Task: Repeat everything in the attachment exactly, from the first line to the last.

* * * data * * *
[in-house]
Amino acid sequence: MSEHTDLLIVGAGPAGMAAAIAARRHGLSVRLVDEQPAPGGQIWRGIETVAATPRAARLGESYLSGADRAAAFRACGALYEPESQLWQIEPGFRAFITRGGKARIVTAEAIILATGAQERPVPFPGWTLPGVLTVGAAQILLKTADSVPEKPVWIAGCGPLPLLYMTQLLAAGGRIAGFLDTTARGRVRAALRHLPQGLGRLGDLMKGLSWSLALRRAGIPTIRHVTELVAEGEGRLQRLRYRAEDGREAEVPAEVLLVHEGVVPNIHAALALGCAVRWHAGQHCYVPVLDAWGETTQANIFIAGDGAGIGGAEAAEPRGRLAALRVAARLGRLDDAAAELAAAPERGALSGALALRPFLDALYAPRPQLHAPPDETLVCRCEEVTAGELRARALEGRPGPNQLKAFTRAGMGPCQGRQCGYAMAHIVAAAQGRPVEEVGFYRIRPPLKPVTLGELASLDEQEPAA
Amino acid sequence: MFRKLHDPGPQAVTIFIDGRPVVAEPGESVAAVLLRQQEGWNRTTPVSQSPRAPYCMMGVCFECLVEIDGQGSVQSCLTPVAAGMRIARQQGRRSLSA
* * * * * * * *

[in-house]
Amino acid sequence: MSEHTDLLIVGAGPAGMAAAIAARRHGLSVRLVDEQPAPGGQIWRGIETVAATPRAARLGESYLSGADRAAAFRACGALYEPESQLWQIEPGFRAFITRGGKARIVTAEAIILATGAQERPVPFPGWTLPGVLTVGAAQILLKTADSVPEKPVWIAGCGPLPLLYMTQLLAAGGRIAGFLDTTARGRVRAALRHLPQGLGRLGDLMKGLSWSLALRRAGIPTIRHVTELVAEGEGRLQRLRYRAEDGREAEVPAEVLLVHEGVVPNIHAALALGCAVRWHAGQHCYVPVLDAWGETTQANIFIAGDGAGIGGAEAAEPRGRLAALRVAARLGRLDDAAAELAAAPERGALSGALALRPFLDALYAPRPQLHAPPDETLVCRCEEVTAGELRARALEGRPGPNQLKAFTRAGMGPCQGRQCGYAMAHIVAAAQGRPVEEVGFYRIRPPLKPVTLGELASLDEQEPAA
Amino acid sequence: MFRKLHDPGPQAVTIFIDGRPVVAEPGESVAAVLLRQQEGWNRTTPVSQSPRAPYCMMGVCFECLVEIDGQGSVQSCLTPVAAGMRIARQQGRRSLSA